US court convicts Indian-origin student who hacked professors’ computers to change his grades

Washington: An Indian-origin former University of Kansas student who admitted stealing professors’ computer passwords to change his grades has been convicted of four felonies.

Varun Sarja, 20, of Olathe, pleaded guilty on Friday to two counts of identity theft and two counts of unlawful computer acts. Fourteen other felony charges were dropped as part of the plea deal, The Lawrence Journal-World reported .

With no prior criminal history, Sarja will face probation under the state’s sentencing guidelines, Douglas County District Court Judge Kay Huff said. He’s scheduled to be sentenced on July 2.

Sarja also will be required to get a mental health evaluation, allow law enforcement to verify that his electronics no longer have the keystroke logger program and write apology letters to all the professors and teaching assistants who were affected, under plea deal recommendations from prosecutor Deborah Moody and Sarja’s attorney, John Kerns.

Before accepting Sarja’s plea, the judge asked him to explain to her what he did wrong. “Quite simply, I used passwords that weren’t mine to change my grades in the KU (University of Kansas) system,” Sarja said.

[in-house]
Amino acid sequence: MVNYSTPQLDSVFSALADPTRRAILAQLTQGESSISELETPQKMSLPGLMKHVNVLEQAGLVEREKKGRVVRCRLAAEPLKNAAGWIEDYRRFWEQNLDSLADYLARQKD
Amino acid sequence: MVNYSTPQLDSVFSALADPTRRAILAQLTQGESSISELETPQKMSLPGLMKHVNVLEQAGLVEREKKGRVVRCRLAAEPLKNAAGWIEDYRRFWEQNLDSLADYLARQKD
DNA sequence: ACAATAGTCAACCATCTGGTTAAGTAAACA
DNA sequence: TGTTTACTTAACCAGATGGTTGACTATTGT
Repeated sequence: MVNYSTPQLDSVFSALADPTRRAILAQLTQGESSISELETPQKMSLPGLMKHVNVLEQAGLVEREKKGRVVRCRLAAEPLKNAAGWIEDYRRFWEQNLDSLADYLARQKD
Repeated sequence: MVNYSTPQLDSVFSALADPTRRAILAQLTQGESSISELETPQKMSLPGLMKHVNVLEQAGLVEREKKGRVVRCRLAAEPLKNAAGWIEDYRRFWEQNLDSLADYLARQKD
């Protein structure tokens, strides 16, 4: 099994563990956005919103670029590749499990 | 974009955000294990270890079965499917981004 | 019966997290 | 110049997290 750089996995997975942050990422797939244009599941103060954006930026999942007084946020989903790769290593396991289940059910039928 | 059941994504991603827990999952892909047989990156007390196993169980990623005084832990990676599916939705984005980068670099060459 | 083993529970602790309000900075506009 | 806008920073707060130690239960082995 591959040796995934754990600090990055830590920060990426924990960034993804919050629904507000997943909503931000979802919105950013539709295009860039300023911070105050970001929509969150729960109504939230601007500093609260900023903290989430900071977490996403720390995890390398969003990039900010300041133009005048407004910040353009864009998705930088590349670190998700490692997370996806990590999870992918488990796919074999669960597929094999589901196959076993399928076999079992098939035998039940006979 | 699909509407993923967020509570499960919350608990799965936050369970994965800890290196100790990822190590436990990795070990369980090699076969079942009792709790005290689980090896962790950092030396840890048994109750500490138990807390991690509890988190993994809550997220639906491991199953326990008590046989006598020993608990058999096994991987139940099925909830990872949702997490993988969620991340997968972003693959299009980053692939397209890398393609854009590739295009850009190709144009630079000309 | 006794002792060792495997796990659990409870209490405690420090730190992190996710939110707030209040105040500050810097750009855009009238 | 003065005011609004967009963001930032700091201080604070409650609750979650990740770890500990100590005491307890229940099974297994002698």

Sarja told the judge that he has completed his sophomore year of college, but did not specify where. KU held a hearing to remove him from the university in summer of 2017, after KU police began investigating the hacking but before criminal charges were filed, in November 2017.

Sarja was a freshman studying engineering at KU during the 2016-17 school year, when he successfully used a keystroke logger to steal instructors’ confidential login information, hack into multiple campus computers and change F’s to A’s.

Keystroke logger devices plug easily into computers and record every keystroke that’s typed, enabling hackers to obtain others’ user names and passwords for accounts and computer systems.

Sarja was on academic probation in spring 2017, and after being surprised to see he had an A in math, a KU School of Engineering academic adviser and the math professor began checking into it.

An ensuing investigation by KU police revealed that Sarja had changed almost all of his 10 grades that year, starting in December, and stole teachers’ login credentials to do it. Sarja told detectives he loved engineering, wanted to be successful and was scared to tell his parents he had failed classes.